Thursday, February 24, 2011

Axe Update

The phone calls and messages keep pouring in for my family in New Zealand. They seem to be coping well and although they still have very limited water supply and no sewerage they are a lot better off than many. I am listening to the local radio via Internet but we still feel so far away! Thank you for all your kind thoughts.
I apologise for leaving some of you hanging yesterday regarding my son's axe incident... I'll go back a few days to Sunday and start at the start. My husband has recently invested in a couple of very good axes and Sunday we got another big load of wood which needed to be chopped and so we were going to spend the whole day chopping away and hopefully filling up the wood shed ready for next year. My 8 year old son really enjoys chopping the smaller pieces of wood with the smaller axe and had cut quite a lot and was singing to himself and then..... "I've cut my foot, the axe is in my foot, help!" And indeed he had cut his foot, with the nice new sharp axe.
When I was in university I studied anatomy and once a week we went to the "laboratory" and were given different body parts to poke and prod and analyze how they moved etc. It was a little off putting initially, but when you got used to it it was actually quite fascinating. On Sunday I found myself back in the lab looking inside my son's foot and seeing that although he had split the skin clean open on the top of the foot he had JUST managed to miss the tendons, bones etc. They were very clearly visible, but in one piece. Fortunately there is not a lot of blood flow on the top of your foot so I managed to bandage it up and then we set about trying to find a hospital that would deal with the injury on a Sunday morning... not an easy task! All the hospitals in the 3 cities that adjourn us refused on the grounds that they didn't feel confident dealing with injuries (yes, they are hospitals....) and finally we called the fire brigade (which also doubles as the ambulance service) and after about half an hour they managed to find a hospital a couple of towns over that would at least take a look at it.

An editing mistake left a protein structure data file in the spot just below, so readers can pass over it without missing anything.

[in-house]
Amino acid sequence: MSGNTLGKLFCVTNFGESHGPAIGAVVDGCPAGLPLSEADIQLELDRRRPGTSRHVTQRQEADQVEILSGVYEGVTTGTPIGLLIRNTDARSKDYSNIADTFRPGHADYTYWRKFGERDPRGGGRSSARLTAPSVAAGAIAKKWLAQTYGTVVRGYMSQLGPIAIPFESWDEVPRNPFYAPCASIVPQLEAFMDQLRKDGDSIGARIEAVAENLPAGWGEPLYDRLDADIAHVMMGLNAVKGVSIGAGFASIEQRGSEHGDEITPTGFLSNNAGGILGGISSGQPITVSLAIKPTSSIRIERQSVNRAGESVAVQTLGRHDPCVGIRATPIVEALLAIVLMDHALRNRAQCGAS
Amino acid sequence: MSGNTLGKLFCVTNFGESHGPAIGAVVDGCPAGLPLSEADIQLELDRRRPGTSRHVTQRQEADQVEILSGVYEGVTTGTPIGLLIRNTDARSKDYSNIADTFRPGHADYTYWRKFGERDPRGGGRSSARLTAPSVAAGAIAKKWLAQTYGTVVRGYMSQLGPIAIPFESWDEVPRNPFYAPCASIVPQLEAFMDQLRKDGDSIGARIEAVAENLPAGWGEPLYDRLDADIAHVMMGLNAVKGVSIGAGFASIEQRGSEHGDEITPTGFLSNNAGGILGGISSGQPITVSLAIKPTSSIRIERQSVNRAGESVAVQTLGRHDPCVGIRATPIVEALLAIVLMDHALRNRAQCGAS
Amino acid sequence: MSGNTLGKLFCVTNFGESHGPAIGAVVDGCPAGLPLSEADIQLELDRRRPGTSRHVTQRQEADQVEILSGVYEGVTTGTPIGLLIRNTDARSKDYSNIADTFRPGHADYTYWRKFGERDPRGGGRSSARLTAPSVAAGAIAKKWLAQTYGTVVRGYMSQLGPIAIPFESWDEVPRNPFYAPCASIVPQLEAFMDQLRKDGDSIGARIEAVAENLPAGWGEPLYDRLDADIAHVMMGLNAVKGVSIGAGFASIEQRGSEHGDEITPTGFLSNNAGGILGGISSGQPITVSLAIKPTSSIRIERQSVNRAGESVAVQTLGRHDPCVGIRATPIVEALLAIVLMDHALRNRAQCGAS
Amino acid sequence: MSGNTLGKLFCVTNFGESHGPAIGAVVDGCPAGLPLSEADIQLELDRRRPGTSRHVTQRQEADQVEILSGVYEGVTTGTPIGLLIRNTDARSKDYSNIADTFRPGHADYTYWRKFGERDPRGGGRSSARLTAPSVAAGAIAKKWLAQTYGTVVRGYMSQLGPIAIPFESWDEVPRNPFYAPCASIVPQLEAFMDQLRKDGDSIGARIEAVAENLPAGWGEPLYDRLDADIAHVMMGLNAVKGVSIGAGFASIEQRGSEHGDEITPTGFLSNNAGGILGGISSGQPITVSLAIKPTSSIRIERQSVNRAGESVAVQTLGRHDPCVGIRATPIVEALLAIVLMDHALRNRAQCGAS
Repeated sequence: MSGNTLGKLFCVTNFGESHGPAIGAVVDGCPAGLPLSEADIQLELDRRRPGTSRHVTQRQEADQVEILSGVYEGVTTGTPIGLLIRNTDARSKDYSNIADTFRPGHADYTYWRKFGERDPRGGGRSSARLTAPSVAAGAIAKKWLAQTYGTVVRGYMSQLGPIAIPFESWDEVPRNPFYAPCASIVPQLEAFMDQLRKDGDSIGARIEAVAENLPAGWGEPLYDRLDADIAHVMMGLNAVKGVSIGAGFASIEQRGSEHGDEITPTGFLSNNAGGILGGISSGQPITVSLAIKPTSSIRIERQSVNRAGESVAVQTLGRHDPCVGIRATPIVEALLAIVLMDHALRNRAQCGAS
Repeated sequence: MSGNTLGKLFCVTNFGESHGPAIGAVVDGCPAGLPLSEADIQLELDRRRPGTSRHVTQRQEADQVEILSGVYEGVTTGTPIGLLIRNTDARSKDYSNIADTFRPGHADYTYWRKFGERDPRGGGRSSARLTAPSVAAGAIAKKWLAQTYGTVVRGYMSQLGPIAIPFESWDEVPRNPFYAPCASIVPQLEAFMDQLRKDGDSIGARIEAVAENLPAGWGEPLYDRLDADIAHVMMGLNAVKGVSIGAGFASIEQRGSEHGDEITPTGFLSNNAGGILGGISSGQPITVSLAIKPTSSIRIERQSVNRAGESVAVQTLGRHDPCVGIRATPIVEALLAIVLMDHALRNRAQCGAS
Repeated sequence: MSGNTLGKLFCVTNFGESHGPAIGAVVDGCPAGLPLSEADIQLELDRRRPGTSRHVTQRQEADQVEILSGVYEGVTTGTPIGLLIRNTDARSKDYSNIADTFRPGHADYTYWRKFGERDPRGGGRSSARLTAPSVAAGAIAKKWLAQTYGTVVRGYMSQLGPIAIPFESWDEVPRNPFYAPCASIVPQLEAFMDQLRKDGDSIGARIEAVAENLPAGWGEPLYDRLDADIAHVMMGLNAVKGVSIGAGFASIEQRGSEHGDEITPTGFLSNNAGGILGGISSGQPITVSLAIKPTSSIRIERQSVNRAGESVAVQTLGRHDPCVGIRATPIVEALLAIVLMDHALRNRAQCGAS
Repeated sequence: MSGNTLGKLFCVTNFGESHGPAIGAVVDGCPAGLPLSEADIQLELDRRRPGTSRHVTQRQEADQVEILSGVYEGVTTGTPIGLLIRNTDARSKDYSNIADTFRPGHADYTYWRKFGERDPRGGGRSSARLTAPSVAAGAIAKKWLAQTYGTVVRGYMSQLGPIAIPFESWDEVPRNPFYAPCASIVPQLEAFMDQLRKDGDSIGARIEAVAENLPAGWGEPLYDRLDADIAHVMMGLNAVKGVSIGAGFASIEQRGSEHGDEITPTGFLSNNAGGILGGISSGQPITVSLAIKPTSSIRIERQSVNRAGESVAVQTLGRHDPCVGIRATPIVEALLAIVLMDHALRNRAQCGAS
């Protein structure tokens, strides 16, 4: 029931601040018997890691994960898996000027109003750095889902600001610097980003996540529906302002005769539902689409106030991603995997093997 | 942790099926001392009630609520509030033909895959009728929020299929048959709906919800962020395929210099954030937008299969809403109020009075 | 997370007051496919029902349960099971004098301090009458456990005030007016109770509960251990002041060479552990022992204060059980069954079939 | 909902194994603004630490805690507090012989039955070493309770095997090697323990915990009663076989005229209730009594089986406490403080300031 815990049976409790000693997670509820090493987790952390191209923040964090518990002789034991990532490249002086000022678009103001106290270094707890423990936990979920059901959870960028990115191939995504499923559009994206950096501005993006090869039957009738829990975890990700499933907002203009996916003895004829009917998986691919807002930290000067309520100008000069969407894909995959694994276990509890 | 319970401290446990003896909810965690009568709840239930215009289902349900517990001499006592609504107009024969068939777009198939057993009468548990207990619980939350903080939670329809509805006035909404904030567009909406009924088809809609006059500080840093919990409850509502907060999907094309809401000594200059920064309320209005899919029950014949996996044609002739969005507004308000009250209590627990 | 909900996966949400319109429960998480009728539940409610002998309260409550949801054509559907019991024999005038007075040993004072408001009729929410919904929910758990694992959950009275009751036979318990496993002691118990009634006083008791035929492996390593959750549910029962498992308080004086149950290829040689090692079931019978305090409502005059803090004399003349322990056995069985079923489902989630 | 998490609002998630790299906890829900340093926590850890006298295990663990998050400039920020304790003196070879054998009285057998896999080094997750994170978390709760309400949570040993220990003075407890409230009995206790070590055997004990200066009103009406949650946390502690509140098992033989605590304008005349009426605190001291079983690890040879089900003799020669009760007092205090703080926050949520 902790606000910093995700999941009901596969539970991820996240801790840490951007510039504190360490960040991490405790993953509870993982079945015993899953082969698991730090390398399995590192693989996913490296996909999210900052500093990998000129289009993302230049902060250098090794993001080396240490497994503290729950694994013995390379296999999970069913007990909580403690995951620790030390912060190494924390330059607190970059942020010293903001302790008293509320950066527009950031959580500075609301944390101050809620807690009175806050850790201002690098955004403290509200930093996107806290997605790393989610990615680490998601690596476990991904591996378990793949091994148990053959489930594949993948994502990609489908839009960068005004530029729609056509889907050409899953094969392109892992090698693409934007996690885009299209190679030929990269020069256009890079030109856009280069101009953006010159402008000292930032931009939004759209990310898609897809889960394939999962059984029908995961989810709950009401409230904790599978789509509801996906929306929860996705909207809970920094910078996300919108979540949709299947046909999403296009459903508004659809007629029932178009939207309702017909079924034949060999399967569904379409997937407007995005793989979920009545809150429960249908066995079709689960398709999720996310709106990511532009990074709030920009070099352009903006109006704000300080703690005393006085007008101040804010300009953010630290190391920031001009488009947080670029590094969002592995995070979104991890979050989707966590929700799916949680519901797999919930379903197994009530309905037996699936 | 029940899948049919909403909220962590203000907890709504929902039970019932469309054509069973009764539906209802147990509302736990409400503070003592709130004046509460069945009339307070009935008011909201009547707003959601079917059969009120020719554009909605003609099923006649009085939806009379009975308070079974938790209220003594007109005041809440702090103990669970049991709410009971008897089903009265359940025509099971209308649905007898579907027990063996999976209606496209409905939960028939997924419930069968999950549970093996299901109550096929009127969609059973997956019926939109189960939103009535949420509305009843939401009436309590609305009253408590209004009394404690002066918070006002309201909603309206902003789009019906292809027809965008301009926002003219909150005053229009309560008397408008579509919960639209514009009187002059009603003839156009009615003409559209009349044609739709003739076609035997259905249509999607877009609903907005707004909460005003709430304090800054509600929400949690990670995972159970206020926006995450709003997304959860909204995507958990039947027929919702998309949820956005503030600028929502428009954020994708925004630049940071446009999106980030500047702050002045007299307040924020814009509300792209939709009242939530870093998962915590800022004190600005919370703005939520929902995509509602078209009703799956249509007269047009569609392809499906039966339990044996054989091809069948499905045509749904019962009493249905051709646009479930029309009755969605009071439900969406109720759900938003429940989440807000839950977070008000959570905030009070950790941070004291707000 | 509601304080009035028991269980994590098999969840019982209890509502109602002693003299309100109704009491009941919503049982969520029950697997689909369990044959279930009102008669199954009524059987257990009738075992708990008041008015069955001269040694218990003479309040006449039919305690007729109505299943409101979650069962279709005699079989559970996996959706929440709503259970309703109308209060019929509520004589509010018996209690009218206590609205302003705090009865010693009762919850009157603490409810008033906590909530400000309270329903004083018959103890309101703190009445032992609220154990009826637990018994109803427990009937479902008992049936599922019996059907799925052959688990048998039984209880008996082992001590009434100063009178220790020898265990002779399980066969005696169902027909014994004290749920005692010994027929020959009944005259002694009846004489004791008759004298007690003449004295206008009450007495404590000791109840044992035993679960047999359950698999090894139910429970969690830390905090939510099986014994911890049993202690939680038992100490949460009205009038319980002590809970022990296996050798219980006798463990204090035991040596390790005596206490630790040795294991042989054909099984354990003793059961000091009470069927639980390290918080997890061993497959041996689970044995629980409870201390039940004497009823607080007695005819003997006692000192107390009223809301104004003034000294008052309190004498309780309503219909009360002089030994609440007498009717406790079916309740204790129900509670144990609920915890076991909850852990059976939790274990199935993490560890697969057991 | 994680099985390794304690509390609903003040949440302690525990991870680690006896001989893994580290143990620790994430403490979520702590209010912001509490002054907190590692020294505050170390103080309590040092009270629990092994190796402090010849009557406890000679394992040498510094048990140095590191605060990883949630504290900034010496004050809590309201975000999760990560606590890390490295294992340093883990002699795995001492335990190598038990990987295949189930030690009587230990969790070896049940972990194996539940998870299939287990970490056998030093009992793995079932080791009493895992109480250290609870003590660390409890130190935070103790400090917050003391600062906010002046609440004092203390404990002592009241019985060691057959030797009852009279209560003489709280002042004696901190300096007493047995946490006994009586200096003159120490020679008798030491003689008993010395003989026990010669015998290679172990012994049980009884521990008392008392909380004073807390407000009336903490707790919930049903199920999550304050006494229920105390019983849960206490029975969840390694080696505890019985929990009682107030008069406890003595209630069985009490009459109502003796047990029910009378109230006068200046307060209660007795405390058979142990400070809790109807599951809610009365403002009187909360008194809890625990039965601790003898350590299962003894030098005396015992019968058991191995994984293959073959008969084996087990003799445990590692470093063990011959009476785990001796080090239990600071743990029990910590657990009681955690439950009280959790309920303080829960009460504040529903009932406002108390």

I must say that my son was incredible brave and although it only needed 4 stitches in the end he didn't cry after the initial act...... and even watched as they did the stitching up. He seems to be mending quickly and hopefully will have the stitches out in a week or so. The best thing about having children in a foreign country is that you get to learn a lot of vocabulary that you would otherwise never need! Gotta find a bright side of everything......

Tuesday, February 22, 2011

Quick report

Just a very quick message before I get myself some tea.... thank you for all the phone calls, messages etc. regarding the big earthquake in New Zealand today. I must have had close to 20 phone calls today from people worried about my family - the latest was my daughter's teacher.